South Korean stocks and the won dipped after North Korea said it had conducted a nuclear test on Monday, but the reaction was limited as investors had expected such a move from the North and have become long accustomed its provocations.
An initial tumble in South Korean shares and pull-back in higher-yielding currencies proved short-lived as market players believed North Korea's action was another political gambit aimed at securing concessions from major global powers.
North Korea's nuclear test, along with reports that it also fired a short-range missile, was set to isolate the reclusive nation even further. Japan requested a United Nations Security Council meeting later in the day. Seoul's KOSPI index slipped 0.3% but had slid more than 6% at one point in the knee-jerk reaction.
The cross-market reaction was limited, especially since North Korea had warned about conducting such a test for weeks. Safe-haven gold was little changed and government bond prices fell slightly, while Japan's Nikkei average climbed 1.3%.
"This is another setback, but it is not something we feel will have a lasting impact on the market," said David Mann, FX strategist and head of Korea research at Standard Chartered in Hong Kong.
The MSCI index of Asia-Pacific shares outside Japan shed 0.4%t, pulling further away from a seven-month high struck last week. Technology shares, which have helped power this year's rally, led losses. Samsung Electronics was the biggest drag on the KOSPI, falling 1.5%.
Traders in Seoul said foreign investors took advantage of the KOSPI's sharp drop to shift more funds into the market, which has been one of the world's best performing equity indexes this year with a rise of more than 24 percent.
"We believe the falls will be relatively short-lived, though the market's precise direction will depend largely on how political circles respond to the test," said Kwak Joong-bo, a market analyst at Hana Daetoo Securities in Seoul.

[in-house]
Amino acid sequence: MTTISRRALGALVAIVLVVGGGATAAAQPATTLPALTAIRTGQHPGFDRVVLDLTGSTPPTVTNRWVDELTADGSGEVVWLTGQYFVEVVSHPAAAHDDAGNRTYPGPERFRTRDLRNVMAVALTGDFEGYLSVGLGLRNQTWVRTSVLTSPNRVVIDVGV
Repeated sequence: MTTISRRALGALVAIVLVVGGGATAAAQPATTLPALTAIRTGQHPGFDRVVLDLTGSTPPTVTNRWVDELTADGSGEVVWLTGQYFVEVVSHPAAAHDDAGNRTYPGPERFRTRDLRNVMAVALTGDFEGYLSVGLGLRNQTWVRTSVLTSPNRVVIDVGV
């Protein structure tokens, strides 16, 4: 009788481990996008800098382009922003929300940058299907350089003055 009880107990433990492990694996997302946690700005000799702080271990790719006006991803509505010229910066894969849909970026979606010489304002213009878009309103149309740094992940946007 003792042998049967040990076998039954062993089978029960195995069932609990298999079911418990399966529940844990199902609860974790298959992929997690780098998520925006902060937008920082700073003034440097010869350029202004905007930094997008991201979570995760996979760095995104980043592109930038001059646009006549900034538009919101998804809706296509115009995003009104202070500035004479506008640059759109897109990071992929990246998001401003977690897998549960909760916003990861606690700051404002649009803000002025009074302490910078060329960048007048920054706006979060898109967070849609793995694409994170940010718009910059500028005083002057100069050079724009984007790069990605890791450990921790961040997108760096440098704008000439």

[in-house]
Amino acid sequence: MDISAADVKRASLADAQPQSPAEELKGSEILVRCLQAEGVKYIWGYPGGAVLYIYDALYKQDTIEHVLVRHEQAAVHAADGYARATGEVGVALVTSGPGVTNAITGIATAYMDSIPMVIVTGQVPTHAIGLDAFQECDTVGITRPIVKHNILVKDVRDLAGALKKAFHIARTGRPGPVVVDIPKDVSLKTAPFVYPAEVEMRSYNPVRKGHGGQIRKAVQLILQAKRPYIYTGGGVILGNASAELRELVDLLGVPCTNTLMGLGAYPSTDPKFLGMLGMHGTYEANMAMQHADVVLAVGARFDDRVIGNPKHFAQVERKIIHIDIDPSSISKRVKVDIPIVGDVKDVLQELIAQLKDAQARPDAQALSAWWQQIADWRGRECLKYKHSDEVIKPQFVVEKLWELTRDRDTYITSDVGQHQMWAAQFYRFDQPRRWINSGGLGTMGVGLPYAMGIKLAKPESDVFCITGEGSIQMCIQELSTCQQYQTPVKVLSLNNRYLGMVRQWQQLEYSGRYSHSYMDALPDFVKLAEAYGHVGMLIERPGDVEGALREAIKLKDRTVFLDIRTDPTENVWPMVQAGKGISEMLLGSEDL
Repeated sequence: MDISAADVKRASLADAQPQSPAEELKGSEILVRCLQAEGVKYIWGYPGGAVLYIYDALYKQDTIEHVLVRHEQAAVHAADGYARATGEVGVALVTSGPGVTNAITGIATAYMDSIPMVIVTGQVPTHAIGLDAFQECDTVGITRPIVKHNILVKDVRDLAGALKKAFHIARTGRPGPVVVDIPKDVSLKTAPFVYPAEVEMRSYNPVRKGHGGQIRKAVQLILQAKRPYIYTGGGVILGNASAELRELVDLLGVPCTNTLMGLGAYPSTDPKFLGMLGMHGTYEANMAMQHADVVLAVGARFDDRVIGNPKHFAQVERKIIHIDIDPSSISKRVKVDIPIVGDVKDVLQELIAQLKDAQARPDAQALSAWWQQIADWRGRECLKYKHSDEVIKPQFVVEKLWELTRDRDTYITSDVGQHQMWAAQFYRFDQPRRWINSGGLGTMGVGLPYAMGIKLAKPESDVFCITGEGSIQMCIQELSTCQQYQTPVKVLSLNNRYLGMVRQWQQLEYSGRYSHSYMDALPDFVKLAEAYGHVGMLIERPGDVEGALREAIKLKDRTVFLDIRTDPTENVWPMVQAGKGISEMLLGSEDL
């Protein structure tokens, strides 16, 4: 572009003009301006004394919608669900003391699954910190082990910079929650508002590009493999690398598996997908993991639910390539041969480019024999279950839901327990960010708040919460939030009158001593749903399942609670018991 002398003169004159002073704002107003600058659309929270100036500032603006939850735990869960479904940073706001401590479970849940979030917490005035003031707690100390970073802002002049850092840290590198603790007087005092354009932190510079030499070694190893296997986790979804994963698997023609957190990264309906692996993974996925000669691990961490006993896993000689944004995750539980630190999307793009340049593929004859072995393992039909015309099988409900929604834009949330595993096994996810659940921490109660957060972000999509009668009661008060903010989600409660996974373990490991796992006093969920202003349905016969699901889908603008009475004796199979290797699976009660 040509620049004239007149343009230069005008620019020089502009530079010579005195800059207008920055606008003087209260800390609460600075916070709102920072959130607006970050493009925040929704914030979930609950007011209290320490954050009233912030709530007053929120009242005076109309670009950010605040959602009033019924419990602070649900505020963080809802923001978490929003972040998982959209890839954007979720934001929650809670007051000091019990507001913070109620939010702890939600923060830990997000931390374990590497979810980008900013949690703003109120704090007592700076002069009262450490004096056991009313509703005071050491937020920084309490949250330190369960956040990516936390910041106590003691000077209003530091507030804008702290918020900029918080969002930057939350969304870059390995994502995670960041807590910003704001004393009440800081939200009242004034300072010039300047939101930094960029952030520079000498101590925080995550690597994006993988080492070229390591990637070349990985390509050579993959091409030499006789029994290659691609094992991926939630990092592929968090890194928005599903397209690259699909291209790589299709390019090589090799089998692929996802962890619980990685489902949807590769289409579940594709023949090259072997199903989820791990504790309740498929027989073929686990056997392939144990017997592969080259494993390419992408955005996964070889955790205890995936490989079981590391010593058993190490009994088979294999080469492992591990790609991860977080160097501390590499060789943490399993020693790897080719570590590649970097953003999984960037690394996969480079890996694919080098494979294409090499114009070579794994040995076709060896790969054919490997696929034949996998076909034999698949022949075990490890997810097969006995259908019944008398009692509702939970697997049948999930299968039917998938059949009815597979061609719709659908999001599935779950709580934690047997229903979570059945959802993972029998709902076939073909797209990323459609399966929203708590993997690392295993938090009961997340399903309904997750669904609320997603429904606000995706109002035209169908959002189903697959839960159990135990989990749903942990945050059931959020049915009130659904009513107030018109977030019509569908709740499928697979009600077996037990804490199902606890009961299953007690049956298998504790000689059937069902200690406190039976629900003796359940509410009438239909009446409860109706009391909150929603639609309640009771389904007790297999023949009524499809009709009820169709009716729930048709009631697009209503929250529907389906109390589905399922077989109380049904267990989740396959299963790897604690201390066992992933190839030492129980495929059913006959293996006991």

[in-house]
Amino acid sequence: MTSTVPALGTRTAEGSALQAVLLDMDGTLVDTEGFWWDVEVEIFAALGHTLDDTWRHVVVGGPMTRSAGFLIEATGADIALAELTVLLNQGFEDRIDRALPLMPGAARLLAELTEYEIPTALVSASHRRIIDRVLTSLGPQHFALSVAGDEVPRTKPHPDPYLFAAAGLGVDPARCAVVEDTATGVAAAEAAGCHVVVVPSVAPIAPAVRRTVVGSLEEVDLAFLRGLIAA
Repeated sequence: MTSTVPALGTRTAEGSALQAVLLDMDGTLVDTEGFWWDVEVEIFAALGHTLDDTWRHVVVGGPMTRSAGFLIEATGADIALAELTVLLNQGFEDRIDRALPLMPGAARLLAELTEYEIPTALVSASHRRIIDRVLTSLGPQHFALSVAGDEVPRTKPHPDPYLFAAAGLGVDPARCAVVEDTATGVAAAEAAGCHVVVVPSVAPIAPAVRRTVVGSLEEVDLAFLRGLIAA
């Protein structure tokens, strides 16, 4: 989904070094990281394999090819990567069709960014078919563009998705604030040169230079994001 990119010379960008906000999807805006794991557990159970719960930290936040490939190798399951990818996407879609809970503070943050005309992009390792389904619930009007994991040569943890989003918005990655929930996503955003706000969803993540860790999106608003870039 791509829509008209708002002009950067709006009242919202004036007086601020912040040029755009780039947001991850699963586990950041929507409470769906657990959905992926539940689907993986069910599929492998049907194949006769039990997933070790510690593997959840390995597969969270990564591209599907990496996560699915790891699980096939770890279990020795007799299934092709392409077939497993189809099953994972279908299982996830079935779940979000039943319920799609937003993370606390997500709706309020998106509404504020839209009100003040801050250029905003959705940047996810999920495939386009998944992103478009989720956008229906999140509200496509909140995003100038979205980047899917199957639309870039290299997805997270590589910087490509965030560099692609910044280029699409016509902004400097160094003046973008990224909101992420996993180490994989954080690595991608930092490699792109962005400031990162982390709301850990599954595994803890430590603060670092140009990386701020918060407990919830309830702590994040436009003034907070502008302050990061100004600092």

Asia has been a favorite destination for investors betting the region will be on the front edge of any global economic recovery. In the week ending last Wednesday, investors poured $933 million of funds into Asian equity markets excluding Japan, the biggest intake among major emerging market fund groups followed by fund tracker EPFR Global.
Shares in China recovered from an initial drop after the government's announcement that it would allow companies to resume listing shares, which stoked worries that a flood of stock supply could hit the rallying market. The Shanghai Composite index edged up 0.1%, getting a lift from shares of PetroChina, Asia's largest oil and gas producer.
PetroChina rose 2.3% said it acquiring a 45.5% stake in Singapore Petroleum Company for $1 billion and planned to make a general offer to buy the rest of the firm.
The resumption of IPO listings in China was taken as a sign that authorities saw the Shanghai Composite's more than 40%t surge this year as being solid enough to withstand any spate of equity offerings.
Market activity was limited, with U.S. and British financial markets closed later in the day for holidays.
The dollar pushed up 0.3% to 95.05 yen, edging away from a two-month low hit on Friday.
The yen gave up initial gains and fell as market players who were betting that the North Korea test would spark a bigger drop in higher-yielding currencies covered positions.
The Australian dollar shed 0.2 percent to $0.7810 but recovered from a session low of $0.7774 hit on the nuclear test news.
The South Korean won, the hardest hit of Asian currencies during the financial crisis, also bounced back to lose just 0.1% at 1,248.5 to the dollar after having slid as far as 1,268.9.
The resilience of stock markets put more pressure on government bonds, already straining from a sell-off in U.S. Treasuries on worries the U.S. government could lose its top triple-A credit rating and be forced to offer higher yields to foreign investors.
June Japanese government bond futures lost 0.16 point. The 10-year JGB yield edged up 1.5 basis points to 1.445 percent.
The optimism reflected in stock markets has contrasted with the cautious tone of some central bankers.
Bank of Japan Governor Masaaki Shirakawa said on Monday that any recovery in the world economy will be a mild one because it will take a considerable time to get rid of the excesses built up during the boom years. (Reuters)